Wanderlust is a little-known and selectively-released comedy which ticks all the right boxes. Starring Paul Rudd as George, and Jennifer Aniston as wife Lynda, this mid-life crisis fuelled comic hit feels real, as well as entertaining.
The movie opens depicting the ‘perfect’ set-up: Rudd and Aniston are a couple aspiring to the New York dream, and the lifestyle that comes along with it. After buying a micro-loft in the heart of the city, the market crashes, and the pair are left destitute. These themes resonate strongly with today’s economic climate, yet the film subtly includes the socio-political references, without too much overt criticism to detract from the focal comedy elements of the film.
On a drive to Atlanta to see if his brother can secure him a job at his firm, George and Lynda stumble across a hippie commune, or ‘intentional community’, and this is where the story really starts. Rudd is, as ever, a loveable, comic genius, with brilliant timing and is never afraid to improvise a scene. Aniston is the real surprise here though, as she finally moves away from being permanently typecast as a ‘Rachel’ and morphs into a quite brilliant actress. Her character has a depth she is not normally allowed to explore in her usual rom-com roles, and she surprises with some expert comic know-how and the ability to show a whole range of acting credentials.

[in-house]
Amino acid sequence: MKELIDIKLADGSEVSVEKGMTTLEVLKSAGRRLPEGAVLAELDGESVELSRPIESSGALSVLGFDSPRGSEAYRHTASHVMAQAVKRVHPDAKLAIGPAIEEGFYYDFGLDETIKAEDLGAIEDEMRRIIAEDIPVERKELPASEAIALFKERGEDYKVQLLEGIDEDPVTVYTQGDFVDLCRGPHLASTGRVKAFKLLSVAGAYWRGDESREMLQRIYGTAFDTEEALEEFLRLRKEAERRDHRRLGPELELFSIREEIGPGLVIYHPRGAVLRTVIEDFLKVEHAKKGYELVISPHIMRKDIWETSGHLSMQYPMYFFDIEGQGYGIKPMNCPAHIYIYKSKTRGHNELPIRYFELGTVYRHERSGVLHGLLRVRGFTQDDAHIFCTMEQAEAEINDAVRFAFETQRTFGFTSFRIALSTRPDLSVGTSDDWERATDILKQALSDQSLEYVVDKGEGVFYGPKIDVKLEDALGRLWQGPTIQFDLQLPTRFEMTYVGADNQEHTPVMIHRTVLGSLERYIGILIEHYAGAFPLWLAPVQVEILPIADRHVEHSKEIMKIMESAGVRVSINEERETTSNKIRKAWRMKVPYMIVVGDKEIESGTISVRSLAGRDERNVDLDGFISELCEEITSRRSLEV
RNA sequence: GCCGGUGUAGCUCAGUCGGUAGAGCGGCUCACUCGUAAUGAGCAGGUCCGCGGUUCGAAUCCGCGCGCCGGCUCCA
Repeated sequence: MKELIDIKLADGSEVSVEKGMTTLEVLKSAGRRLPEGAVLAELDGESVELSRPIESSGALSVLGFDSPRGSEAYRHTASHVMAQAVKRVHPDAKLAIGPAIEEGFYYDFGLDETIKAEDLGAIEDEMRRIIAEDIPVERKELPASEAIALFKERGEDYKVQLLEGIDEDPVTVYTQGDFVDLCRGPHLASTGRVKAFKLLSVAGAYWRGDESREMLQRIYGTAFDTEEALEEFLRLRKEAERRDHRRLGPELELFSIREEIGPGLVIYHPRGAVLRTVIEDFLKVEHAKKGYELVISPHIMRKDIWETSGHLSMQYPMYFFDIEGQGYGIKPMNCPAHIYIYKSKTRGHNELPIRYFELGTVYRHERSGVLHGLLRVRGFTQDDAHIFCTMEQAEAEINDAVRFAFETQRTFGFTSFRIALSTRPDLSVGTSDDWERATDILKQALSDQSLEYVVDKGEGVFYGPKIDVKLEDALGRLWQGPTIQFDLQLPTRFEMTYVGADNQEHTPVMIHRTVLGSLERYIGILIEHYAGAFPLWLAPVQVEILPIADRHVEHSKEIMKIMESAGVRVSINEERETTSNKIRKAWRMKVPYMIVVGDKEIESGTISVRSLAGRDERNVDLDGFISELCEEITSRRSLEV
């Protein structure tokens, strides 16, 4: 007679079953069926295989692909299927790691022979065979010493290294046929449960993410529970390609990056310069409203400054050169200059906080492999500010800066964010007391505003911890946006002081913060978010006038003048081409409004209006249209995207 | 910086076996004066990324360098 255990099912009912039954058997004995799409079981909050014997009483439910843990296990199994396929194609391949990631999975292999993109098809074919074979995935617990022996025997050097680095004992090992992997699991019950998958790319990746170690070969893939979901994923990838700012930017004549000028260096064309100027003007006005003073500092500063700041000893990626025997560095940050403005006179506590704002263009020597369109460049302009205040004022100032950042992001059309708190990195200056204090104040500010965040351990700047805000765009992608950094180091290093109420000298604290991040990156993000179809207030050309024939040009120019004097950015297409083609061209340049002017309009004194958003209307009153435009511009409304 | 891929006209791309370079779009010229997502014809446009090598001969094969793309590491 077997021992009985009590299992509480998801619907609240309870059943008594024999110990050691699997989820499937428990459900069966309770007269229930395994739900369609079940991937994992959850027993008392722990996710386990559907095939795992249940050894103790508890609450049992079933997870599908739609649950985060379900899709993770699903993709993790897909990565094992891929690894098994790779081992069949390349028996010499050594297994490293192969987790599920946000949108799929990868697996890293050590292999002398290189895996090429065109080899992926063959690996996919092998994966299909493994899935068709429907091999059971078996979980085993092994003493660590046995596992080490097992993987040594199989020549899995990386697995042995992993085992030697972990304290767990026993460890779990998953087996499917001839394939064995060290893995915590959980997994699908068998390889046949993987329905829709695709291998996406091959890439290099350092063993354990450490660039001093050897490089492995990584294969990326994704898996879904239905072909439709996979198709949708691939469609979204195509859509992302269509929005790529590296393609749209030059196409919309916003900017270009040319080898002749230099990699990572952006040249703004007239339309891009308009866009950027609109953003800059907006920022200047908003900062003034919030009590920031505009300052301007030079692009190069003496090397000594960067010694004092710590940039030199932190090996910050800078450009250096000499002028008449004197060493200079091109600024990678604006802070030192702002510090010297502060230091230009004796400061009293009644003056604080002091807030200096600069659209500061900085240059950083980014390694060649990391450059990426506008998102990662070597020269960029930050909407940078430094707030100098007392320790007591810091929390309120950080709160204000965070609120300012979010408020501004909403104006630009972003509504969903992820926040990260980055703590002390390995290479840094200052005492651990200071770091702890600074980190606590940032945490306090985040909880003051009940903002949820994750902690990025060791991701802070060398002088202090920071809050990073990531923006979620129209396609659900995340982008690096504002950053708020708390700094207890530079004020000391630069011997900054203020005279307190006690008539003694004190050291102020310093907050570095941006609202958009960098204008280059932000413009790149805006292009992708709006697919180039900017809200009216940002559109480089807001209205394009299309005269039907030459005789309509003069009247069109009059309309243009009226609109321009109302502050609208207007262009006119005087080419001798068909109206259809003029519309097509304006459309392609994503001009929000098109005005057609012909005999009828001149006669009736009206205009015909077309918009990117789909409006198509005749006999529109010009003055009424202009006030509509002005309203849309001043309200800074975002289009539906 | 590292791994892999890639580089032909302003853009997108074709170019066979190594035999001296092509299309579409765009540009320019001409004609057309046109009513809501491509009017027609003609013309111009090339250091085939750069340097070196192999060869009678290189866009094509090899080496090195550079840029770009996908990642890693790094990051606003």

‘Elysium’, the intentional community, is a fantastic little piece of almost-paradise. The hippies are all great, (my favourites being Jordan Peele as Rodney and Kathryn Hahn’s Karen); and display a whole range of personalities, rather than just trippy-hippy stereotypes. The typical hippie-types are also present, but the range of actors and interpretations brings a freshness to the Elysium community, and makes everything that much fresher. Of course, being an Apatow creation, there are some silly elements, but rather than ridiculous, these really contribute to the vibe of this indie flick. There is a wonderfully absurd acid-trip montage featuring Aniston which no one would have ever expected of her; and a fantastic monologue from Rudd (the now-infamous ‘Mirror Scene’). Seth, played by Justin Theroux is also a great character, and expertly delivers several comic moments to the fore, particularly in the scene where we discover that the Elysium home has doorways but no doors…
Outside of the Elysium community, George’s brother Rick (Ken Marino) and his wife Marissa (Michaela Watkins) are also fantastic comic characters, and their son raises a few laughs too. The obvious contrasts between the two lifestyles depicted are really fun and over the top, but also make a statement about the choices our central couple make: both are extremes, and in this world we have to find our happy medium.
This film is ultimately a clever, current and crazy character-based comedy, with some great turns from actors you wouldn’t normally expect to see reading such a script. The cast work well together, Rudd and Aniston bouncing particularly well off one another. The supporting ensemble (Alan Alda, Joe Lo Truglio, Kerri Kenney) is witty, silly and satirical, presenting a well-rounded comic creation from Apatow, usually so fixated on stoner-based flicks. Don’t get me wrong, these hippies certainly trip, but the overall message is fresh, new and totally unexpected.